Effect of Microphone Type and Placement on Voice Perturbation Measurements This study was conducted to explore the effects of microphone type (dynamic vs. condenser) and pattern (omnidirectional vs. cardioid) on the extraction of voice perturbation measures for sustained phonation. Also of interest were the effects of distance and angle between the source and the microphone. Four professional-grade and two consumer-grade ... Research Article
Research Article  |   December 01, 1993
Effect of Microphone Type and Placement on Voice Perturbation Measurements
 
Author Affiliations & Notes
  • Ingo R. Titze
    Department of Speech Pathology and Audiology, and National Center for Voice and Speech The University of Iowa Iowa City and The Recording and Research Center The Denver Center for the Performing Arts Denver, CO
  • William S. Winholtz
    The Recording and Research Center The Denver Center for the Performing Arts Denver, CO
  • Contact author: Ingo R. Titze, National Center for Voice and Speech, Department of Speech Pathology and Audiology, The University of Iowa, 330 WJSHC, Iowa City, IA 52242-1012.
Article Information
Speech, Voice & Prosody / Speech / Research Articles
Research Article   |   December 01, 1993
Effect of Microphone Type and Placement on Voice Perturbation Measurements
Journal of Speech, Language, and Hearing Research, December 1993, Vol. 36, 1177-1190. doi:10.1044/jshr.3606.1177
History: Received December 28, 1992 , Accepted July 2, 1993
 
Journal of Speech, Language, and Hearing Research, December 1993, Vol. 36, 1177-1190. doi:10.1044/jshr.3606.1177
History: Received December 28, 1992; Accepted July 2, 1993

This study was conducted to explore the effects of microphone type (dynamic vs. condenser) and pattern (omnidirectional vs. cardioid) on the extraction of voice perturbation measures for sustained phonation. Also of interest were the effects of distance and angle between the source and the microphone. Four professional-grade and two consumer-grade microphones were selected for analysis. Synthesized phonation with different amplitude and frequency modulations at fundamental frequencies of 100 Hz and 300 Hz were presented over a loudspeaker. Human phonation was also included to test the validity of loudspeaker presentations. Three microphone distances (4 cm, 30 cm, 1 m) and three angles (0°, 45°, 90°) were used for microphone placement. Among the professional grade microphones, the cardioid condenser type had the smallest effect on perturbation measures. In general, condenser types gave better results than dynamic types. Microphones with an unbalanced output did not perform as well as those with balanced outputs. Microphone sensitivity and distance had the largest effect on perturbation measures, making it difficult to resolve normal vocal jitter at anything but a few centimeters from the mouth. Angle had little effect for short distances, but a greater effect for longer distances. These conclusions are preliminary because the sampling of microphones, distances, and signal types was very coarse. The study serves only to chart the course for future work.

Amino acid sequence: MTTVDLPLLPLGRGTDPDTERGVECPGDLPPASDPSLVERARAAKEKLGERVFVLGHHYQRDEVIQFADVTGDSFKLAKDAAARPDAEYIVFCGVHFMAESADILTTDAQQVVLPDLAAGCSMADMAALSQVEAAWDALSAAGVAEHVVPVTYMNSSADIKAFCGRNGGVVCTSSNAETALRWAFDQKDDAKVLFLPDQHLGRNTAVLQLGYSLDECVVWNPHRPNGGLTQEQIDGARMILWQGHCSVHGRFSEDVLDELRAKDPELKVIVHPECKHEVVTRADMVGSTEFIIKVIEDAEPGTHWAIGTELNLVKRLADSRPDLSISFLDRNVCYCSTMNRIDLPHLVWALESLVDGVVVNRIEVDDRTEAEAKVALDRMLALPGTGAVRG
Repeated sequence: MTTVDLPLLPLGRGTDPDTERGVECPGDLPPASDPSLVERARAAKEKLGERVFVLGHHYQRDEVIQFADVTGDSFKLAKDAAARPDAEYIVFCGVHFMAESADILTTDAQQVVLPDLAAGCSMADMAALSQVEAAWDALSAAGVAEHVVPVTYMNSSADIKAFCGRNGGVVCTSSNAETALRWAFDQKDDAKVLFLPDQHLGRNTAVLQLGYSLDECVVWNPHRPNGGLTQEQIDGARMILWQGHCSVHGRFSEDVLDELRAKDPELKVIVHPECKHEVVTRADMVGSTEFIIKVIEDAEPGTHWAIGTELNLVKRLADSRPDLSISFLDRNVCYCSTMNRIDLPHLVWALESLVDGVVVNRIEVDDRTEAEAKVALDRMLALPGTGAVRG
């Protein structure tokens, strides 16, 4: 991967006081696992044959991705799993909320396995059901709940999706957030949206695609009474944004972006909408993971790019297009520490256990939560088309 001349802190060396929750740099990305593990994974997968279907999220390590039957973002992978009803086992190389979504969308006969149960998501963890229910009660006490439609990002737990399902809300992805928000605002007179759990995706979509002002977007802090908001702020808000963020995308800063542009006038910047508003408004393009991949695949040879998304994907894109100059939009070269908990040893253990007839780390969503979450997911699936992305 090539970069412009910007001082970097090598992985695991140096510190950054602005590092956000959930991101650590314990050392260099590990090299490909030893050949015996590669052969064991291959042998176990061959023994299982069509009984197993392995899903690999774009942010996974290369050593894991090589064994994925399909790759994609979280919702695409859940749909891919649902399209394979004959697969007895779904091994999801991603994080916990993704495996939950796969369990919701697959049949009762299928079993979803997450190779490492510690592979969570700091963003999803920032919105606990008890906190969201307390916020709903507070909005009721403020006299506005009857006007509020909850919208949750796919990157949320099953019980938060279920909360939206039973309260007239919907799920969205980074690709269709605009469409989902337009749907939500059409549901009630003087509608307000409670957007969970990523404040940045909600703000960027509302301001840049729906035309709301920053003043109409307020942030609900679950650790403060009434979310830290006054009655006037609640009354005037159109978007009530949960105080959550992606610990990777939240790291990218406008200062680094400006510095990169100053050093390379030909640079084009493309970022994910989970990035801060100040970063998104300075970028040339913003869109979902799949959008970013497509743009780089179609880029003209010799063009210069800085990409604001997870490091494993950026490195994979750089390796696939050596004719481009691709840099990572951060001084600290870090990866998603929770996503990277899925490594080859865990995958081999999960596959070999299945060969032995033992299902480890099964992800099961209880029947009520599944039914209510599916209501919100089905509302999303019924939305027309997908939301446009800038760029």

Acknowledgment
This study was supported by a grant from the National Institutes of Hearth, Grant No. R01 DC00387-04. The authors wish to thank Martin Rothenberg and Ron Scherer for technical assistance, Chwen-Geng Guo, Larry Brown, and Mitch Wolfe for assistance in computer analysis, and Pamela Rios and Julie Lemke for assistance in manuscript preparation.
Order a Subscription
Pay Per View
Entire Journal of Speech, Language, and Hearing Research content & archive
24-hour access
This Article
24-hour access